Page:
How would you define creativity? Are you born with it or is it something that one developes over time and how?
Growing up I was a visual artist. I majored in art in high school, and it was going to be my career, until I got diverted by theater (where I began as an actor). Because I’ve been in the “artist” category from the age of six, creativity was always expected and was cultivated by my parents and by my teachers. What I had as a young person was a lot of talent. I could draw, paint, write, sing, act – just about anything in the arts field came naturally for me. What I lacked was understanding how to really make things happen beyond what was easy. That took many years and lots of trial and error mixed with failure. Creativity is easy. Turning it into something substantial and satisfying is what takes skill and discipline.
What do you still want to achieve as a playwright? Once you do will you continue to write?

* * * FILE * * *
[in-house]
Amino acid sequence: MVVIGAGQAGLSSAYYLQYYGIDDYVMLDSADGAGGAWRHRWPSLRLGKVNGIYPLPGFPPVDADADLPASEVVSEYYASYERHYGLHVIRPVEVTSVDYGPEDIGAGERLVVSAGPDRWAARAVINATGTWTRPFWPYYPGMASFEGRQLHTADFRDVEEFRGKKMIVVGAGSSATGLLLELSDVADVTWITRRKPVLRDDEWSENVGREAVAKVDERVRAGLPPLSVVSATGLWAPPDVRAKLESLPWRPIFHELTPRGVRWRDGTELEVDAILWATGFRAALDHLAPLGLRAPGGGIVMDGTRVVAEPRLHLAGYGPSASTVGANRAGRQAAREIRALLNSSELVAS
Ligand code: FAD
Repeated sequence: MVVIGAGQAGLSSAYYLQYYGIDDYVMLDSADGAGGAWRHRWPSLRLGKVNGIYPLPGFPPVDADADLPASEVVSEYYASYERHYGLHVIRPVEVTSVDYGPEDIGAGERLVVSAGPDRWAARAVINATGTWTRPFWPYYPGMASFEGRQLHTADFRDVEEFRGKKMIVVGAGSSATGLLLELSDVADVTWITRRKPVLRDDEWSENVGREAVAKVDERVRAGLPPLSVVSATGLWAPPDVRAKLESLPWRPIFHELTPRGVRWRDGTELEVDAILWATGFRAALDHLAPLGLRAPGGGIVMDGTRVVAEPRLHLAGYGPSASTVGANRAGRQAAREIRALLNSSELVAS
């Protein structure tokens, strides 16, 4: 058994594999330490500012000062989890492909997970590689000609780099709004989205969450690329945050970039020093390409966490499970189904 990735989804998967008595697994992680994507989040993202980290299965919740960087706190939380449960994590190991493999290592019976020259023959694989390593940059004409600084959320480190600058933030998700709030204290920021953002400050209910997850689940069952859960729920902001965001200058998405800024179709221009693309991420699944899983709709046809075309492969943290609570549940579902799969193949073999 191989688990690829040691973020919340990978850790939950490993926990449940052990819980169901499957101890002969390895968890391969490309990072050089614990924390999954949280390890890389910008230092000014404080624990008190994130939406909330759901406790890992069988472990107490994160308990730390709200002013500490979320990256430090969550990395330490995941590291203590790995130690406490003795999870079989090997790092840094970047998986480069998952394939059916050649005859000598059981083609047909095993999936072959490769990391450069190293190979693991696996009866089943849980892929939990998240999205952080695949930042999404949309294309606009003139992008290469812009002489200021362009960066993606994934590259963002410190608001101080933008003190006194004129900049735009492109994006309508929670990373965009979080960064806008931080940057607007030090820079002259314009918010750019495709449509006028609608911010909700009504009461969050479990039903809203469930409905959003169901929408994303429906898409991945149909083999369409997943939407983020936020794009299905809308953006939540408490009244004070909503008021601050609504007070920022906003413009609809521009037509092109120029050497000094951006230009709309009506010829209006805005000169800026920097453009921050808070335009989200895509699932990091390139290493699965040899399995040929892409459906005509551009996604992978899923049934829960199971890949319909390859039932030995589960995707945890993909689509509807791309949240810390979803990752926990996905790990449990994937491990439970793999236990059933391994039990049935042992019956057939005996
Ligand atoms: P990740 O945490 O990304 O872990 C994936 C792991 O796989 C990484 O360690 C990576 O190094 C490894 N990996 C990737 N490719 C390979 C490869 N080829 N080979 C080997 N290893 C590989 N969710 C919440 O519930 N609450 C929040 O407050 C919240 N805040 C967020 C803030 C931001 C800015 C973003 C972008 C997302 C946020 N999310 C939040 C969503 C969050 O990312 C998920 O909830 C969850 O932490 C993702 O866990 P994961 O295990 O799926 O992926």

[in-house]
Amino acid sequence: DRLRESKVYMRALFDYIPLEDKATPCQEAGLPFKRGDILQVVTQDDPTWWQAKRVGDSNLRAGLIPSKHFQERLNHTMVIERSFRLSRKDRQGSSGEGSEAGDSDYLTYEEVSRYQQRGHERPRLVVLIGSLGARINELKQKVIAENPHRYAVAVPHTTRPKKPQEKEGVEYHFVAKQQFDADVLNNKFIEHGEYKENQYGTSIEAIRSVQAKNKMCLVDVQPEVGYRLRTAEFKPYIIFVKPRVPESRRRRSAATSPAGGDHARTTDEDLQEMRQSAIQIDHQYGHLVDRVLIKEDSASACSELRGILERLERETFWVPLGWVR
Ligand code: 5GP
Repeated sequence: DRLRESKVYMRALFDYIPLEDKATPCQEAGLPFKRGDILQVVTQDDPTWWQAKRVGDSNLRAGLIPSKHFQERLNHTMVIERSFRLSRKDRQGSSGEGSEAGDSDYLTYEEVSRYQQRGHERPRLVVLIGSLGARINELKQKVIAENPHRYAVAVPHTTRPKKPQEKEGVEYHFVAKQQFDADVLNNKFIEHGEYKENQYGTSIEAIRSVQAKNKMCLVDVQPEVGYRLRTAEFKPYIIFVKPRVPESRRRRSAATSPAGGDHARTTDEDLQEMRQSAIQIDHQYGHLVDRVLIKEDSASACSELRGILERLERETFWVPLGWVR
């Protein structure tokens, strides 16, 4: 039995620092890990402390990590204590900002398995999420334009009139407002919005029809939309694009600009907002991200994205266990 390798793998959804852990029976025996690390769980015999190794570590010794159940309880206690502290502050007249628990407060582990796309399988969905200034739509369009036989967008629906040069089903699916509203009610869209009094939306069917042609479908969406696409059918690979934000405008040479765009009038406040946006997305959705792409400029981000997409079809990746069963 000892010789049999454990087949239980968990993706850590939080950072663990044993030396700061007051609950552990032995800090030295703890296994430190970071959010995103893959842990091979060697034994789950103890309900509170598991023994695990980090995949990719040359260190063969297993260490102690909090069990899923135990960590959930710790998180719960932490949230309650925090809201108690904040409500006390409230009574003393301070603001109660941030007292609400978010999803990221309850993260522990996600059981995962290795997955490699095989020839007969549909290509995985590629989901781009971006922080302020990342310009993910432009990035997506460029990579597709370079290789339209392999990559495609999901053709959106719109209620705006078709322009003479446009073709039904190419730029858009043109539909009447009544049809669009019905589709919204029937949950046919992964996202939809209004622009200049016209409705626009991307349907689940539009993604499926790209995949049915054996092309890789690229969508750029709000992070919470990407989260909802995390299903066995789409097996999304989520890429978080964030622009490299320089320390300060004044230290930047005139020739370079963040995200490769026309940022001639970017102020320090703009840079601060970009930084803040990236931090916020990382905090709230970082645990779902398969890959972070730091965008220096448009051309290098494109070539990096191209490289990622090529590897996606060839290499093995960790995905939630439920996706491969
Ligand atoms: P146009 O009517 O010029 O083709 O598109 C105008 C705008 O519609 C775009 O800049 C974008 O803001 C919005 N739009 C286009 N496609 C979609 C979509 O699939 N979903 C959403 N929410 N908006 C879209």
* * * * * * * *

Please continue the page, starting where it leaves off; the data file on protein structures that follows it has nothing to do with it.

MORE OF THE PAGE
I’m what is categorized as an “emerging playwright” – so I still have a long way to go with playwriting as a career. What I want to achieve is creating a theater company in my hometown that workshops new plays – mine and the work of local colleagues. I want to make sure I get a chance to see my plays. After that, if other places do them great, if they don’t – then “oh well”. I want to do the work for myself. Everything else is cool if it happens, but not essential.
What advice would you give beginning playwrights?
Read plays, go to plays. Find an up and coming playwright or two like yourself whose plays you really dig and be their champion. Champion the work of others because it’ll raise you up with it. Love what you do, make things that you love.
I needed that scratch to awaken me. -Zorro, 1940
The greatest influence on my becoming a playwright is the person who told me I had to face the fact that I wasn’t a writer.